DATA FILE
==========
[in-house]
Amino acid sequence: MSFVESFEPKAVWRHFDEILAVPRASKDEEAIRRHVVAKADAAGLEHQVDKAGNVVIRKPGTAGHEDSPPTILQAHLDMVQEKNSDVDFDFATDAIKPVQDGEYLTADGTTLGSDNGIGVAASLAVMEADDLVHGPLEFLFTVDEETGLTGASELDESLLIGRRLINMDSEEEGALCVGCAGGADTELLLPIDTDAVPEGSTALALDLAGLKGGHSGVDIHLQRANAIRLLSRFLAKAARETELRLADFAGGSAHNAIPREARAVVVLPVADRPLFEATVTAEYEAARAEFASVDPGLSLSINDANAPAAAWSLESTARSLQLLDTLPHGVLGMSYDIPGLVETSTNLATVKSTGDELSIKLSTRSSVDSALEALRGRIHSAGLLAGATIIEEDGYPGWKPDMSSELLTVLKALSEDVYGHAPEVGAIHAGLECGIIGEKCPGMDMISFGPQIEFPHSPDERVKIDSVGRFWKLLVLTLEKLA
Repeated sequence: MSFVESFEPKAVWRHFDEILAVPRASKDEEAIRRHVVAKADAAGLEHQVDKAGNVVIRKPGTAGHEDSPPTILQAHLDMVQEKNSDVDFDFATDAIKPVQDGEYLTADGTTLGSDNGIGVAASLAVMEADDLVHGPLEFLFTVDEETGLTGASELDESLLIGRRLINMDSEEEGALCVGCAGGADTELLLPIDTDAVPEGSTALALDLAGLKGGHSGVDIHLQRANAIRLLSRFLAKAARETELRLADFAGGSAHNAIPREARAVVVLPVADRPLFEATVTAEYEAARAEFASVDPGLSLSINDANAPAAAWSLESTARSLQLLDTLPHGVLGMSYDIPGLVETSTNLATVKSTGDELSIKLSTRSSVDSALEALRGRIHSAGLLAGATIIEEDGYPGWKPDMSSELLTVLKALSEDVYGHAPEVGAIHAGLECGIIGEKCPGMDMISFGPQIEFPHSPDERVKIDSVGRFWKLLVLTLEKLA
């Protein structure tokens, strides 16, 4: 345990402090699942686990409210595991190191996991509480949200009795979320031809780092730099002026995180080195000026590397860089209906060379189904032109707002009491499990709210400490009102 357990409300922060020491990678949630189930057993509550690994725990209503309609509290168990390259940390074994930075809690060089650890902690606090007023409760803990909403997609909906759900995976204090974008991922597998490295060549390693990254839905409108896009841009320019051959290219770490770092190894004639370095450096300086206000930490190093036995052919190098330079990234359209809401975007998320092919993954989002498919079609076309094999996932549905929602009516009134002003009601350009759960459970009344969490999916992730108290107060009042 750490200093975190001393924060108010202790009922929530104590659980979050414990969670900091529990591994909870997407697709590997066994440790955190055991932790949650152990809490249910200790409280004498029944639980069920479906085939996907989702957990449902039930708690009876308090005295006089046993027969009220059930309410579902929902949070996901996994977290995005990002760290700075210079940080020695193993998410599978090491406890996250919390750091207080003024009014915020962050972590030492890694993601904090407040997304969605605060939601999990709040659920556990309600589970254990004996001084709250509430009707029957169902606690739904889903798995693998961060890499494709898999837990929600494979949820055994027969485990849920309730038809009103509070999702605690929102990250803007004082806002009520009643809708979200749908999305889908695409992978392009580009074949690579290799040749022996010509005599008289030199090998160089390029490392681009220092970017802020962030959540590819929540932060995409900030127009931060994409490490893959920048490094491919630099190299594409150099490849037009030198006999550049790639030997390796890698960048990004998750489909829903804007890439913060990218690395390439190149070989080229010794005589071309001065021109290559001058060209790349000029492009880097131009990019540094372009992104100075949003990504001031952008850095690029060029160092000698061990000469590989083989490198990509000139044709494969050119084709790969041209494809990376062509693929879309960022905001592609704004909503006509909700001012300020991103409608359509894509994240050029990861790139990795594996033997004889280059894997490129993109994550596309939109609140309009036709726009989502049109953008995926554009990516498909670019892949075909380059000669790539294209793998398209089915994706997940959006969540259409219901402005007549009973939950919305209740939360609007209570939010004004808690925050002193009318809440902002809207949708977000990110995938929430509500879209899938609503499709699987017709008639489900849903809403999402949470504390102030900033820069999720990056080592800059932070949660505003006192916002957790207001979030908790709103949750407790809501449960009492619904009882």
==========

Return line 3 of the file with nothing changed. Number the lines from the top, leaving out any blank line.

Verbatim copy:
Repeated sequence: MSFVESFEPKAVWRHFDEILAVPRASKDEEAIRRHVVAKADAAGLEHQVDKAGNVVIRKPGTAGHEDSPPTILQAHLDMVQEKNSDVDFDFATDAIKPVQDGEYLTADGTTLGSDNGIGVAASLAVMEADDLVHGPLEFLFTVDEETGLTGASELDESLLIGRRLINMDSEEEGALCVGCAGGADTELLLPIDTDAVPEGSTALALDLAGLKGGHSGVDIHLQRANAIRLLSRFLAKAARETELRLADFAGGSAHNAIPREARAVVVLPVADRPLFEATVTAEYEAARAEFASVDPGLSLSINDANAPAAAWSLESTARSLQLLDTLPHGVLGMSYDIPGLVETSTNLATVKSTGDELSIKLSTRSSVDSALEALRGRIHSAGLLAGATIIEEDGYPGWKPDMSSELLTVLKALSEDVYGHAPEVGAIHAGLECGIIGEKCPGMDMISFGPQIEFPHSPDERVKIDSVGRFWKLLVLTLEKLA